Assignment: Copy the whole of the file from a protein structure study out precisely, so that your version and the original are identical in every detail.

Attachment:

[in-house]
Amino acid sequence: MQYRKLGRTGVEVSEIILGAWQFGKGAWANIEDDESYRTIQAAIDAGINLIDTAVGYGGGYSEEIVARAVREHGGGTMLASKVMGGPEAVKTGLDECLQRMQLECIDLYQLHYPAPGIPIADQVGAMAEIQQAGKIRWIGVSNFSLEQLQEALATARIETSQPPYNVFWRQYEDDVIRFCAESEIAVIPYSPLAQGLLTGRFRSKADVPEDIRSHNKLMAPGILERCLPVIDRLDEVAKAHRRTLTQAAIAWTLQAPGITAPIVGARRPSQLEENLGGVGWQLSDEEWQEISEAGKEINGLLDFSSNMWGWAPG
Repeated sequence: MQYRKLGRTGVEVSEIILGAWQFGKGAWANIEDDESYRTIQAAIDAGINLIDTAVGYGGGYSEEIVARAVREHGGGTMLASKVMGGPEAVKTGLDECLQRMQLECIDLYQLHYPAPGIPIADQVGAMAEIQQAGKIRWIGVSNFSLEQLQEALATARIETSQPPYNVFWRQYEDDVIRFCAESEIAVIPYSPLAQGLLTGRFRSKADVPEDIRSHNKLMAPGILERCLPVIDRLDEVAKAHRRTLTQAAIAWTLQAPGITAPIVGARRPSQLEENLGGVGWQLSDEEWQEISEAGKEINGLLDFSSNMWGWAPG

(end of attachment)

[in-house]
Amino acid sequence: MQYRKLGRTGVEVSEIILGAWQFGKGAWANIEDDESYRTIQAAIDAGINLIDTAVGYGGGYSEEIVARAVREHGGGTMLASKVMGGPEAVKTGLDECLQRMQLECIDLYQLHYPAPGIPIADQVGAMAEIQQAGKIRWIGVSNFSLEQLQEALATARIETSQPPYNVFWRQYEDDVIRFCAESEIAVIPYSPLAQGLLTGRFRSKADVPEDIRSHNKLMAPGILERCLPVIDRLDEVAKAHRRTLTQAAIAWTLQAPGITAPIVGARRPSQLEENLGGVGWQLSDEEWQEISEAGKEINGLLDFSSNMWGWAPG
Repeated sequence: MQYRKLGRTGVEVSEIILGAWQFGKGAWANIEDDESYRTIQAAIDAGINLIDTAVGYGGGYSEEIVARAVREHGGGTMLASKVMGGPEAVKTGLDECLQRMQLECIDLYQLHYPAPGIPIADQVGAMAEIQQAGKIRWIGVSNFSLEQLQEALATARIETSQPPYNVFWRQYEDDVIRFCAESEIAVIPYSPLAQGLLTGRFRSKADVPEDIRSHNKLMAPGILERCLPVIDRLDEVAKAHRRTLTQAAIAWTLQAPGITAPIVGARRPSQLEENLGGVGWQLSDEEWQEISEAGKEINGLLDFSSNMWGWAPG